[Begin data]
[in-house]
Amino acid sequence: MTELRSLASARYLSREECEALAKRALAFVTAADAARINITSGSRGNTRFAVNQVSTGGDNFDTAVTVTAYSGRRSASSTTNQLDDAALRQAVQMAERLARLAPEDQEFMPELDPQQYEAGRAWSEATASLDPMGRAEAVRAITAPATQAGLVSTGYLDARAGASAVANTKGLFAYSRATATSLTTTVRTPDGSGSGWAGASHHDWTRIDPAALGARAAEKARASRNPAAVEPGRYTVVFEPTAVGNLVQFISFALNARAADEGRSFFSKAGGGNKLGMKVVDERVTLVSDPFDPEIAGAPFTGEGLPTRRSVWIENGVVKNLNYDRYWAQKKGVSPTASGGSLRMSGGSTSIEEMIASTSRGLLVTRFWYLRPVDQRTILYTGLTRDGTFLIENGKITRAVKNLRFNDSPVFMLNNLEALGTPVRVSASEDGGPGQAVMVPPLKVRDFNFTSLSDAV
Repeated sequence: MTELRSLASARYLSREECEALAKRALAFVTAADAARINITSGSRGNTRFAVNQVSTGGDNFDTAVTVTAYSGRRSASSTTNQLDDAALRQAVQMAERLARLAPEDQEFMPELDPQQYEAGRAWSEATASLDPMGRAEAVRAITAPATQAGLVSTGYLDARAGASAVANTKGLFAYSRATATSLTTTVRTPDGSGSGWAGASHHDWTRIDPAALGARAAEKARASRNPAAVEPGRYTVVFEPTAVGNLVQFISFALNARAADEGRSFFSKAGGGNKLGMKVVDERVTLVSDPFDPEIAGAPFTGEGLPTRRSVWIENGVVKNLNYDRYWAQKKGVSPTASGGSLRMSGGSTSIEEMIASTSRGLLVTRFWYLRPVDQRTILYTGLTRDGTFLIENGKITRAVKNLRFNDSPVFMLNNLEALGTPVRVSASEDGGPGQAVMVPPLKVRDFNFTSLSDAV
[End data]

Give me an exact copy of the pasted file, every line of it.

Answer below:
[in-house]
Amino acid sequence: MTELRSLASARYLSREECEALAKRALAFVTAADAARINITSGSRGNTRFAVNQVSTGGDNFDTAVTVTAYSGRRSASSTTNQLDDAALRQAVQMAERLARLAPEDQEFMPELDPQQYEAGRAWSEATASLDPMGRAEAVRAITAPATQAGLVSTGYLDARAGASAVANTKGLFAYSRATATSLTTTVRTPDGSGSGWAGASHHDWTRIDPAALGARAAEKARASRNPAAVEPGRYTVVFEPTAVGNLVQFISFALNARAADEGRSFFSKAGGGNKLGMKVVDERVTLVSDPFDPEIAGAPFTGEGLPTRRSVWIENGVVKNLNYDRYWAQKKGVSPTASGGSLRMSGGSTSIEEMIASTSRGLLVTRFWYLRPVDQRTILYTGLTRDGTFLIENGKITRAVKNLRFNDSPVFMLNNLEALGTPVRVSASEDGGPGQAVMVPPLKVRDFNFTSLSDAV
Repeated sequence: MTELRSLASARYLSREECEALAKRALAFVTAADAARINITSGSRGNTRFAVNQVSTGGDNFDTAVTVTAYSGRRSASSTTNQLDDAALRQAVQMAERLARLAPEDQEFMPELDPQQYEAGRAWSEATASLDPMGRAEAVRAITAPATQAGLVSTGYLDARAGASAVANTKGLFAYSRATATSLTTTVRTPDGSGSGWAGASHHDWTRIDPAALGARAAEKARASRNPAAVEPGRYTVVFEPTAVGNLVQFISFALNARAADEGRSFFSKAGGGNKLGMKVVDERVTLVSDPFDPEIAGAPFTGEGLPTRRSVWIENGVVKNLNYDRYWAQKKGVSPTASGGSLRMSGGSTSIEEMIASTSRGLLVTRFWYLRPVDQRTILYTGLTRDGTFLIENGKITRAVKNLRFNDSPVFMLNNLEALGTPVRVSASEDGGPGQAVMVPPLKVRDFNFTSLSDAV